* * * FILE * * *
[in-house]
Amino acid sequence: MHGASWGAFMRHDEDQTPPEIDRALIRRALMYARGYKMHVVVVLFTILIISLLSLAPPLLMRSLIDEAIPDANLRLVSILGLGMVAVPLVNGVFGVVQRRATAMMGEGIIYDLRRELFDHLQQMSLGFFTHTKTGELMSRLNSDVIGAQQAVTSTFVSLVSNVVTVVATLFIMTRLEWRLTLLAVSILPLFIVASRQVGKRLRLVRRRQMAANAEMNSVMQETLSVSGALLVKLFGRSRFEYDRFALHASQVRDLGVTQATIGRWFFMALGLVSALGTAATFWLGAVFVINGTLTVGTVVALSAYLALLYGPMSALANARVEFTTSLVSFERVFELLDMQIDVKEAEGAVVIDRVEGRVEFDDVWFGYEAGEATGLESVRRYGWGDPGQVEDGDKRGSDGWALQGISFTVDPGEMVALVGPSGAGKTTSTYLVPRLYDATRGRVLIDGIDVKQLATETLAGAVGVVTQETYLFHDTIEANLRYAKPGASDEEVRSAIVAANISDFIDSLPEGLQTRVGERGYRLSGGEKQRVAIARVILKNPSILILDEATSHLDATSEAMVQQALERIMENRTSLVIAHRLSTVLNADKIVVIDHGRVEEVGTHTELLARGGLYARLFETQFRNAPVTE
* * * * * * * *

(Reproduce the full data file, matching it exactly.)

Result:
[in-house]
Amino acid sequence: MHGASWGAFMRHDEDQTPPEIDRALIRRALMYARGYKMHVVVVLFTILIISLLSLAPPLLMRSLIDEAIPDANLRLVSILGLGMVAVPLVNGVFGVVQRRATAMMGEGIIYDLRRELFDHLQQMSLGFFTHTKTGELMSRLNSDVIGAQQAVTSTFVSLVSNVVTVVATLFIMTRLEWRLTLLAVSILPLFIVASRQVGKRLRLVRRRQMAANAEMNSVMQETLSVSGALLVKLFGRSRFEYDRFALHASQVRDLGVTQATIGRWFFMALGLVSALGTAATFWLGAVFVINGTLTVGTVVALSAYLALLYGPMSALANARVEFTTSLVSFERVFELLDMQIDVKEAEGAVVIDRVEGRVEFDDVWFGYEAGEATGLESVRRYGWGDPGQVEDGDKRGSDGWALQGISFTVDPGEMVALVGPSGAGKTTSTYLVPRLYDATRGRVLIDGIDVKQLATETLAGAVGVVTQETYLFHDTIEANLRYAKPGASDEEVRSAIVAANISDFIDSLPEGLQTRVGERGYRLSGGEKQRVAIARVILKNPSILILDEATSHLDATSEAMVQQALERIMENRTSLVIAHRLSTVLNADKIVVIDHGRVEEVGTHTELLARGGLYARLFETQFRNAPVTE